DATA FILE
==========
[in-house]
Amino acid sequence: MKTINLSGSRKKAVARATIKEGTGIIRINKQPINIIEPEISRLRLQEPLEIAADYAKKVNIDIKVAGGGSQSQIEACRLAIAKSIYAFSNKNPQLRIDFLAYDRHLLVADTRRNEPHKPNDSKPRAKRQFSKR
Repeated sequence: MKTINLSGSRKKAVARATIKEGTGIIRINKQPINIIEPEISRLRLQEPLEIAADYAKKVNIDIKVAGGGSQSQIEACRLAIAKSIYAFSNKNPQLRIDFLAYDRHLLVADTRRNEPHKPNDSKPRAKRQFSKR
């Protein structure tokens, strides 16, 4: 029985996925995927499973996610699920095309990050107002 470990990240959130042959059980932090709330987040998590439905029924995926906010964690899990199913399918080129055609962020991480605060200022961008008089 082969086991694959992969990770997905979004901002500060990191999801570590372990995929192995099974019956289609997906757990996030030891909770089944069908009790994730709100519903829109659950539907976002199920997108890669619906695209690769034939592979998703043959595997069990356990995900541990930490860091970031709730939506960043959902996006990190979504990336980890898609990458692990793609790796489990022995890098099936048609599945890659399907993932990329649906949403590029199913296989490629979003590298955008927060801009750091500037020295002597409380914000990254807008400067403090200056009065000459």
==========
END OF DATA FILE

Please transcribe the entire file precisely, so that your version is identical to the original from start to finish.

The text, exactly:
[in-house]
Amino acid sequence: MKTINLSGSRKKAVARATIKEGTGIIRINKQPINIIEPEISRLRLQEPLEIAADYAKKVNIDIKVAGGGSQSQIEACRLAIAKSIYAFSNKNPQLRIDFLAYDRHLLVADTRRNEPHKPNDSKPRAKRQFSKR
Repeated sequence: MKTINLSGSRKKAVARATIKEGTGIIRINKQPINIIEPEISRLRLQEPLEIAADYAKKVNIDIKVAGGGSQSQIEACRLAIAKSIYAFSNKNPQLRIDFLAYDRHLLVADTRRNEPHKPNDSKPRAKRQFSKR
């Protein structure tokens, strides 16, 4: 029985996925995927499973996610699920095309990050107002 470990990240959130042959059980932090709330987040998590439905029924995926906010964690899990199913399918080129055609962020991480605060200022961008008089 082969086991694959992969990770997905979004901002500060990191999801570590372990995929192995099974019956289609997906757990996030030891909770089944069908009790994730709100519903829109659950539907976002199920997108890669619906695209690769034939592979998703043959595997069990356990995900541990930490860091970031709730939506960043959902996006990190979504990336980890898609990458692990793609790796489990022995890098099936048609599945890659399907993932990329649906949403590029199913296989490629979003590298955008927060801009750091500037020295002597409380914000990254807008400067403090200056009065000459």